Bruce you seem to see project management as seperate from delivery? I take it you are an IT consultant. The major problem with NEHTA as with all Health and Governement initiatives is that you fail to understand programme/project management. Failure to correctly plan, monitor and control is what is wrong here. Leaving this to IT, Clinical or even executives is asking for trouble. If NEHTA is starting to wake up to delivery management then good for them. Before you reply stop and think - is your experience in complex programmes simply something you have googled. Those who pretent to understand this proffession do more damage than good

Anonymous said...

I would think that what the world should have learned like projects like this is not to do them at all as they are failure prone, and that is the optimistic view.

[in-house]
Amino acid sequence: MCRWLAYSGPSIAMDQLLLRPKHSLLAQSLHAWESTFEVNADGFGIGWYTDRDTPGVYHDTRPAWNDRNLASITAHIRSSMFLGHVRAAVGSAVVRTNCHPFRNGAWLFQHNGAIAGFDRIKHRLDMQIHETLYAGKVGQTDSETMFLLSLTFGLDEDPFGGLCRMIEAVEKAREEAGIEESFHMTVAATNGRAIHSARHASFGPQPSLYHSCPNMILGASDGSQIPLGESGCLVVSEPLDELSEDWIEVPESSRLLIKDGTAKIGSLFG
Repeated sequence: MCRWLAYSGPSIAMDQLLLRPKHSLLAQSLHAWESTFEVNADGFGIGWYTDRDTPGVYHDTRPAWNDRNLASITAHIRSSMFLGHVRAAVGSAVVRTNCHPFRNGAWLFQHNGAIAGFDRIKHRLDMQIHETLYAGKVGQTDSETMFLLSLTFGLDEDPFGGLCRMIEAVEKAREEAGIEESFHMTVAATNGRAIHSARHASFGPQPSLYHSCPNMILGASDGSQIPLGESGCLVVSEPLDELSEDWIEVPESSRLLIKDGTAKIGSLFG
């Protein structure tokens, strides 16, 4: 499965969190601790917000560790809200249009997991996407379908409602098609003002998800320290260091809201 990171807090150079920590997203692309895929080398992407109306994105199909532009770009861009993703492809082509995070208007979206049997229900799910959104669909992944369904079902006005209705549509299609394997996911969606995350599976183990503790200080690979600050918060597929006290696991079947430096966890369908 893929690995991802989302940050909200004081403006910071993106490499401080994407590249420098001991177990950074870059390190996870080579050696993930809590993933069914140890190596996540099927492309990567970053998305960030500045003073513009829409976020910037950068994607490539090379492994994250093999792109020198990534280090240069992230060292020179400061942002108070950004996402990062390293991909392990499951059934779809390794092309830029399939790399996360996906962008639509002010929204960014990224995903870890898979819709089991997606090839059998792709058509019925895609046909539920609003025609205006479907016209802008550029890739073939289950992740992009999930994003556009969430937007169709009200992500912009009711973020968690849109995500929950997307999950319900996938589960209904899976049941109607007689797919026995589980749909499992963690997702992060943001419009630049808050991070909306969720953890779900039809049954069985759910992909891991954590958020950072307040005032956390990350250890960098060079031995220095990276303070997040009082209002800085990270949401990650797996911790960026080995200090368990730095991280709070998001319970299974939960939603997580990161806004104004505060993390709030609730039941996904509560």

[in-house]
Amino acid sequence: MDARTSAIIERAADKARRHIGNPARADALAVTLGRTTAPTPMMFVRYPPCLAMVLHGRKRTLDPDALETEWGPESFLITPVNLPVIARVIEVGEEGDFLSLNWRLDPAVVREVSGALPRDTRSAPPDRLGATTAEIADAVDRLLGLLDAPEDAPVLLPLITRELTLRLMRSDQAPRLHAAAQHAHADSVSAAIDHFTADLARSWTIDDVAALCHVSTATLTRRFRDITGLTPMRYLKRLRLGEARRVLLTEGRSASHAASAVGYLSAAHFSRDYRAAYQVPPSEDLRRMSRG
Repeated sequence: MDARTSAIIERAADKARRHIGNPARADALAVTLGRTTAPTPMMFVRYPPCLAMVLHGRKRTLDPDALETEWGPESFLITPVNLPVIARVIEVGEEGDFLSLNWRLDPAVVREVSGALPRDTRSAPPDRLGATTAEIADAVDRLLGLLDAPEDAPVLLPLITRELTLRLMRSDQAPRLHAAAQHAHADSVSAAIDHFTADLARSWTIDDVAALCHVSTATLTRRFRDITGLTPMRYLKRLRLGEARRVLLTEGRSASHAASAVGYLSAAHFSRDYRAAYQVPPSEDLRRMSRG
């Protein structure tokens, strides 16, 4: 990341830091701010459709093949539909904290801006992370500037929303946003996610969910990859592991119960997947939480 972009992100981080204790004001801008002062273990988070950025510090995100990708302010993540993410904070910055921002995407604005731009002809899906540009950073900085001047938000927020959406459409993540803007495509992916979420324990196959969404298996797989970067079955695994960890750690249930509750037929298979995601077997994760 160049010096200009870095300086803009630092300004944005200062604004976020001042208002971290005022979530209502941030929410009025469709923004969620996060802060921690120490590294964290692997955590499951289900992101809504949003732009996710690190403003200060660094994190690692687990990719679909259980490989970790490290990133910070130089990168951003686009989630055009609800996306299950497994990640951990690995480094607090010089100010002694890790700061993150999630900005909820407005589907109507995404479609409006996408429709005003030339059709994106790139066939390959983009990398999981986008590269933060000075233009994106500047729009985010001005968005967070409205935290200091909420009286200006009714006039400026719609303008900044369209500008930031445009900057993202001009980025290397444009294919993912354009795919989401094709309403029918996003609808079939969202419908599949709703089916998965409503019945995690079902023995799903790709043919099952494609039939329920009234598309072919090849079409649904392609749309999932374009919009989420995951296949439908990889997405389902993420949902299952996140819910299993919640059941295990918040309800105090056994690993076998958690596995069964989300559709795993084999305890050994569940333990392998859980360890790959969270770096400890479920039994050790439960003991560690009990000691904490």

In fact health IT seemed to be progressing quite well until, sometime in the 1990's, governments decided to stick its nose into it and as a result we have had little progress since.

I think adding some governance around things that are working, and not trying to do anything themselves is the only role governments should play, and its very cheap to implement.

I might not understand big ticket project management, but I know its something to avoid at all costs, ideally by not doing big ticket development, but regulating when something has proven to achieve real use. Currently we have a failure to regulate what is working and billion $ waste on big ticket projects. Whats required is a government budget of a few million dollars a year to legislate for a compliance program for currently working standards that are in actual use now.

Its vital that the pin is pulled and industry is allowed to innovate free of the influence of the psychopathic eHealth "managers" that have painted themselves into a very desperate corner and are intent on shooting down anything that makes them look silly, which is anything that works.

Anonymous said...

Quote above: "the influence of the psychopathic eHealth "managers" that have painted themselves into a very desperate corner and are intent on shooting down anything that makes them look silly".

Pretty well sums this disaster up perfectly. Well said.